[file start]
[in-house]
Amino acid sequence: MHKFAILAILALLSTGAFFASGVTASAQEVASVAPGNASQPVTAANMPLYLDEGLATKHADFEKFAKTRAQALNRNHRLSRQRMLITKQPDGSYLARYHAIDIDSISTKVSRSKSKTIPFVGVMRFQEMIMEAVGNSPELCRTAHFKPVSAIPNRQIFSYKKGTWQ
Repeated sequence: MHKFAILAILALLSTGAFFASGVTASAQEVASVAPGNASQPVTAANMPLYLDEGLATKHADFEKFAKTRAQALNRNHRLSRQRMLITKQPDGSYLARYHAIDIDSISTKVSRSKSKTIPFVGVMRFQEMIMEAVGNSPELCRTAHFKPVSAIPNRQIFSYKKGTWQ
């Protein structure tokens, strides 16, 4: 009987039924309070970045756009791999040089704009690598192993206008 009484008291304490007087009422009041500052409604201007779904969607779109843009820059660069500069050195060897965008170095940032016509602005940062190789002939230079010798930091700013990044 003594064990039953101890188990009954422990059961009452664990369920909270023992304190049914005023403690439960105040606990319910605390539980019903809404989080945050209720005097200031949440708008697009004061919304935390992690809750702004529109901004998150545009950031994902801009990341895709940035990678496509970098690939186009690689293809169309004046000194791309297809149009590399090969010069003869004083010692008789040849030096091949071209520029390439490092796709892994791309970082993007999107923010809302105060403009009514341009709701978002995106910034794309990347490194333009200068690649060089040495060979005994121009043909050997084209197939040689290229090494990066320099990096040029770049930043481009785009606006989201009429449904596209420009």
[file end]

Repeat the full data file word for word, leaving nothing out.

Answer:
[in-house]
Amino acid sequence: MHKFAILAILALLSTGAFFASGVTASAQEVASVAPGNASQPVTAANMPLYLDEGLATKHADFEKFAKTRAQALNRNHRLSRQRMLITKQPDGSYLARYHAIDIDSISTKVSRSKSKTIPFVGVMRFQEMIMEAVGNSPELCRTAHFKPVSAIPNRQIFSYKKGTWQ
Repeated sequence: MHKFAILAILALLSTGAFFASGVTASAQEVASVAPGNASQPVTAANMPLYLDEGLATKHADFEKFAKTRAQALNRNHRLSRQRMLITKQPDGSYLARYHAIDIDSISTKVSRSKSKTIPFVGVMRFQEMIMEAVGNSPELCRTAHFKPVSAIPNRQIFSYKKGTWQ
């Protein structure tokens, strides 16, 4: 009987039924309070970045756009791999040089704009690598192993206008 009484008291304490007087009422009041500052409604201007779904969607779109843009820059660069500069050195060897965008170095940032016509602005940062190789002939230079010798930091700013990044 003594064990039953101890188990009954422990059961009452664990369920909270023992304190049914005023403690439960105040606990319910605390539980019903809404989080945050209720005097200031949440708008697009004061919304935390992690809750702004529109901004998150545009950031994902801009990341895709940035990678496509970098690939186009690689293809169309004046000194791309297809149009590399090969010069003869004083010692008789040849030096091949071209520029390439490092796709892994791309970082993007999107923010809302105060403009009514341009709701978002995106910034794309990347490194333009200068690649060089040495060979005994121009043909050997084209197939040689290229090494990066320099990096040029770049930043481009785009606006989201009429449904596209420009």